Hydrogen ions push recovered calcium into cells to keep shell-building going strong.


Shellfish that live in salt water environments have an easily accessible source of the calcium and carbonate ions needed to build new shells. In contrast, those that live in freshwater environments, such as the common pond snail, need to develop clever mechanisms for obtaining those resources since the availability of dissolved calcium and carbonate ions is significantly less than that of their marine cousins.

The Strategy

When resources of calcium ions are particularly low, the organism maintains critical calcium requirements for new shell formation by cycling internal sources from previously formed shell. Cells create a driving force for the uptake of calcium ions by utilizing the hydrogen ions generated from dissolved carbon dioxide. The hydrogen ions essentially exit the cell through a revolving door through which calcium ions summarily enter the cell.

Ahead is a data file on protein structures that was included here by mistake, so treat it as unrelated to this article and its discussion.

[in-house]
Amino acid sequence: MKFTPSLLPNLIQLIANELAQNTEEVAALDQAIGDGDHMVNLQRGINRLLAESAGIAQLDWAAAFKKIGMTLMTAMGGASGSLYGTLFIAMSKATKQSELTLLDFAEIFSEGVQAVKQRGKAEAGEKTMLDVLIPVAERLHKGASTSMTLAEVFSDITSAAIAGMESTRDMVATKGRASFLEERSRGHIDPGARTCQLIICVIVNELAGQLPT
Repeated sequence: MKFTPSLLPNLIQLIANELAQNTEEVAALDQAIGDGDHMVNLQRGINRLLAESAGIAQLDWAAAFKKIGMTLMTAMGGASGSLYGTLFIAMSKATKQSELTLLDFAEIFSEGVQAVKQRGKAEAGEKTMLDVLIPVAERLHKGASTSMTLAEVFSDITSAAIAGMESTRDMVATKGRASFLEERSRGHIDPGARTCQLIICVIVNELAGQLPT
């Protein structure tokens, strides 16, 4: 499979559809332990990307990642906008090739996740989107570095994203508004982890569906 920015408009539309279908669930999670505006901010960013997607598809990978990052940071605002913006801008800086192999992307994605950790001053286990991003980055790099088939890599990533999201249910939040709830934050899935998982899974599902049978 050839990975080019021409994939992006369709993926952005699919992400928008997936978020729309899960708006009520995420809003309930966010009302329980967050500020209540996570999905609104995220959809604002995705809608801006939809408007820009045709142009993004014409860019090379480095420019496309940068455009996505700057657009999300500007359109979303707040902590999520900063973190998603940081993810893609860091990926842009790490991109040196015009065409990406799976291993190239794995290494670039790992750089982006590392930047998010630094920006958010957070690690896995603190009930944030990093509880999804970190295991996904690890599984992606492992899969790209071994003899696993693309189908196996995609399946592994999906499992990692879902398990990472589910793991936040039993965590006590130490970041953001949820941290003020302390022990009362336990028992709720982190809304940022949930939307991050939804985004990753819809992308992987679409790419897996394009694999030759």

Last Updated August 23, 2016